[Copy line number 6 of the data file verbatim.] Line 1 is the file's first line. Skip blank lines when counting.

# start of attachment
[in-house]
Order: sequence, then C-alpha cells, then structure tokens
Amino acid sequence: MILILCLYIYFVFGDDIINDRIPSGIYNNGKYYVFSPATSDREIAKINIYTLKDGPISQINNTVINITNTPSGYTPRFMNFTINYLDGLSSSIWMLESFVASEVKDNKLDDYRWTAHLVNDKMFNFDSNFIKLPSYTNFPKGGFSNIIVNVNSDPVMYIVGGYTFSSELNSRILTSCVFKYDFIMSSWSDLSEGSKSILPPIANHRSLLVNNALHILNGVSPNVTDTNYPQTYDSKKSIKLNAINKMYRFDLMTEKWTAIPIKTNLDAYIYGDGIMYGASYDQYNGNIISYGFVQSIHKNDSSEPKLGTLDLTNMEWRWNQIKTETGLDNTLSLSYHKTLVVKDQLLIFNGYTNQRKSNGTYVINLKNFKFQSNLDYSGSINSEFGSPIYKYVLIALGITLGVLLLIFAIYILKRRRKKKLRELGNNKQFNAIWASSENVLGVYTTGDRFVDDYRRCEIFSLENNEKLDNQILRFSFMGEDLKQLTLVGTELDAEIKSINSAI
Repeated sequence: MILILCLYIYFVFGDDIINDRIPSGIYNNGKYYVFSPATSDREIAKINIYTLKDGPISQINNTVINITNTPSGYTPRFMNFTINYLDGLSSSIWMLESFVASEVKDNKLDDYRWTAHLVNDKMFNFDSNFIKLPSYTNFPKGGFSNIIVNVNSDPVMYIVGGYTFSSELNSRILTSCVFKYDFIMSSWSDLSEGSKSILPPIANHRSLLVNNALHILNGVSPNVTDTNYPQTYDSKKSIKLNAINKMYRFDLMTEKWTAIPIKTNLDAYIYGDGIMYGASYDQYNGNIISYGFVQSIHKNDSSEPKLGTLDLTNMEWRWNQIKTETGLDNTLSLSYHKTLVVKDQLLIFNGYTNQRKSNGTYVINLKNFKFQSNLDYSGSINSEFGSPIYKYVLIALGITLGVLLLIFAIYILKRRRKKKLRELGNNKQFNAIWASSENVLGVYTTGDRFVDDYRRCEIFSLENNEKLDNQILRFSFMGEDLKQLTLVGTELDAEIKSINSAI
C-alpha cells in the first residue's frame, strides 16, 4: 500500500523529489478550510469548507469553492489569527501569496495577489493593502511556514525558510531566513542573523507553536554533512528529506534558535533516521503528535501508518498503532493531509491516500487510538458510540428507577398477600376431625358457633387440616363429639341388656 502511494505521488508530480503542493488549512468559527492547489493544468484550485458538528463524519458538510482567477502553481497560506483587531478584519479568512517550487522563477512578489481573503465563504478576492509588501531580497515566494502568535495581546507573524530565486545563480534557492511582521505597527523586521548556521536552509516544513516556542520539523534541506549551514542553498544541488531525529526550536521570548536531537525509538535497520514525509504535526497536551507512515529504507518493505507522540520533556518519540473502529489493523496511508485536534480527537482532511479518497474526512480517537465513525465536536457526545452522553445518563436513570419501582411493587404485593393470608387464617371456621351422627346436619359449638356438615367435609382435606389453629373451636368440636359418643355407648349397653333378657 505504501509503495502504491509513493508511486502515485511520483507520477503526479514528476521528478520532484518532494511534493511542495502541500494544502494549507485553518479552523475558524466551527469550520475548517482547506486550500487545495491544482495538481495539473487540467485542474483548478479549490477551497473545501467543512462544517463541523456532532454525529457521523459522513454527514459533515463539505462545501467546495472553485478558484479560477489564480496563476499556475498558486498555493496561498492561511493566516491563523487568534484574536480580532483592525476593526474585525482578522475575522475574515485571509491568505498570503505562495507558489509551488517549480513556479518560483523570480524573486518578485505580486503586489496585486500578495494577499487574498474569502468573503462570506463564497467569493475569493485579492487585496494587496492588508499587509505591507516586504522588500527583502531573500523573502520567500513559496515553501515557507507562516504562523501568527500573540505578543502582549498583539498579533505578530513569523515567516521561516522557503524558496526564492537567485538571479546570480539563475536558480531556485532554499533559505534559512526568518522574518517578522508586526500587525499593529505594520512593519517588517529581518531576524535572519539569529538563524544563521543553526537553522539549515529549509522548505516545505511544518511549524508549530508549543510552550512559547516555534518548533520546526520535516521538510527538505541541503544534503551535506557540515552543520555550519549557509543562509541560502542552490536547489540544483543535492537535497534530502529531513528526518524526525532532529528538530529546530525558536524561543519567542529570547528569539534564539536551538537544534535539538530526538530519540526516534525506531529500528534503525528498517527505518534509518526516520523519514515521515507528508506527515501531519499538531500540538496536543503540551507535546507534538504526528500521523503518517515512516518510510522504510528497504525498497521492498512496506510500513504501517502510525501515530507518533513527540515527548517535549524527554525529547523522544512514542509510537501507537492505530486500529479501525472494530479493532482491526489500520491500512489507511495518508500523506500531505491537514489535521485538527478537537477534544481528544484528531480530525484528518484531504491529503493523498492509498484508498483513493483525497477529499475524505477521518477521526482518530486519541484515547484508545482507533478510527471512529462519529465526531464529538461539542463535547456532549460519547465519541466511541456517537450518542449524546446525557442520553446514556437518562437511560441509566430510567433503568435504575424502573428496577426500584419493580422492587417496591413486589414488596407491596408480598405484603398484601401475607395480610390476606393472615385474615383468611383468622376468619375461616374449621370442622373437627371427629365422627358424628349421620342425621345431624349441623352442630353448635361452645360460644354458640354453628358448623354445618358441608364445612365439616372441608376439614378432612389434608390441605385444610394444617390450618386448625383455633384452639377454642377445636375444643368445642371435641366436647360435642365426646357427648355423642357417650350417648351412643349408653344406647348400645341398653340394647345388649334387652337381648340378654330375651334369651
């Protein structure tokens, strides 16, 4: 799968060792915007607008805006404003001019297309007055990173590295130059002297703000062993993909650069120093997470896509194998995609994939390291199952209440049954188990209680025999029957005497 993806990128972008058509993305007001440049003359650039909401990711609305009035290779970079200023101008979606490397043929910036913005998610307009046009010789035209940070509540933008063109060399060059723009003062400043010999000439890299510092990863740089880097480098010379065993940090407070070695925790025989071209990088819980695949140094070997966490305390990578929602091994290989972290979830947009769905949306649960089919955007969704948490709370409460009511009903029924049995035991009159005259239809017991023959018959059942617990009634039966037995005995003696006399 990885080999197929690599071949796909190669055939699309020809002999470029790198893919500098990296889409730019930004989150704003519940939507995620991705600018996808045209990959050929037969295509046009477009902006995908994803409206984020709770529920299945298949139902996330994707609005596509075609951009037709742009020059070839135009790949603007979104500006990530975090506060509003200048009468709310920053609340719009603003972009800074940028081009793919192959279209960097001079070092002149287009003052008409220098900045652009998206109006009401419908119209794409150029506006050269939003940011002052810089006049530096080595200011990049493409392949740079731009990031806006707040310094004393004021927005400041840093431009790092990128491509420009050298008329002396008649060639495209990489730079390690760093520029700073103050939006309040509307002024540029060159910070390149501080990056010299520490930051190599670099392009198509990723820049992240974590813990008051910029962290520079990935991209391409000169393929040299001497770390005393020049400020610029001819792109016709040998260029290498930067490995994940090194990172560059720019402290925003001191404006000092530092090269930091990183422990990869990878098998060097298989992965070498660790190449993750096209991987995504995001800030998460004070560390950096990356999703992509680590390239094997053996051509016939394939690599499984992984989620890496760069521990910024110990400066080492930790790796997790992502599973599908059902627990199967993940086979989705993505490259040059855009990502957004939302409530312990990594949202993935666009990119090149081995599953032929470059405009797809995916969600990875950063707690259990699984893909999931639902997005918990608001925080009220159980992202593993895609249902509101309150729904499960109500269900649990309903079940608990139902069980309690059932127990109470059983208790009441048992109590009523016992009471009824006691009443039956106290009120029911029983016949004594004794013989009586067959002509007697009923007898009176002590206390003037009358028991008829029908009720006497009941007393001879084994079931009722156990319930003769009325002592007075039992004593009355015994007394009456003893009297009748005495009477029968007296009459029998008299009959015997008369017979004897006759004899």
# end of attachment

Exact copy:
């Protein structure tokens, strides 16, 4: 799968060792915007607008805006404003001019297309007055990173590295130059002297703000062993993909650069120093997470896509194998995609994939390291199952209440049954188990209680025999029957005497 993806990128972008058509993305007001440049003359650039909401990711609305009035290779970079200023101008979606490397043929910036913005998610307009046009010789035209940070509540933008063109060399060059723009003062400043010999000439890299510092990863740089880097480098010379065993940090407070070695925790025989071209990088819980695949140094070997966490305390990578929602091994290989972290979830947009769905949306649960089919955007969704948490709370409460009511009903029924049995035991009159005259239809017991023959018959059942617990009634039966037995005995003696006399 990885080999197929690599071949796909190669055939699309020809002999470029790198893919500098990296889409730019930004989150704003519940939507995620991705600018996808045209990959050929037969295509046009477009902006995908994803409206984020709770529920299945298949139902996330994707609005596509075609951009037709742009020059070839135009790949603007979104500006990530975090506060509003200048009468709310920053609340719009603003972009800074940028081009793919192959279209960097001079070092002149287009003052008409220098900045652009998206109006009401419908119209794409150029506006050269939003940011002052810089006049530096080595200011990049493409392949740079731009990031806006707040310094004393004021927005400041840093431009790092990128491509420009050298008329002396008649060639495209990489730079390690760093520029700073103050939006309040509307002024540029060159910070390149501080990056010299520490930051190599670099392009198509990723820049992240974590813990008051910029962290520079990935991209391409000169393929040299001497770390005393020049400020610029001819792109016709040998260029290498930067490995994940090194990172560059720019402290925003001191404006000092530092090269930091990183422990990869990878098998060097298989992965070498660790190449993750096209991987995504995001800030998460004070560390950096990356999703992509680590390239094997053996051509016939394939690599499984992984989620890496760069521990910024110990400066080492930790790796997790992502599973599908059902627990199967993940086979989705993505490259040059855009990502957004939302409530312990990594949202993935666009990119090149081995599953032929470059405009797809995916969600990875950063707690259990699984893909999931639902997005918990608001925080009220159980992202593993895609249902509101309150729904499960109500269900649990309903079940608990139902069980309690059932127990109470059983208790009441048992109590009523016992009471009824006691009443039956106290009120029911029983016949004594004794013989009586067959002509007697009923007898009176002590206390003037009358028991008829029908009720006497009941007393001879084994079931009722156990319930003769009325002592007075039992004593009355015994007394009456003893009297009748005495009477029968007296009459029998008299009959015997008369017979004897006759004899």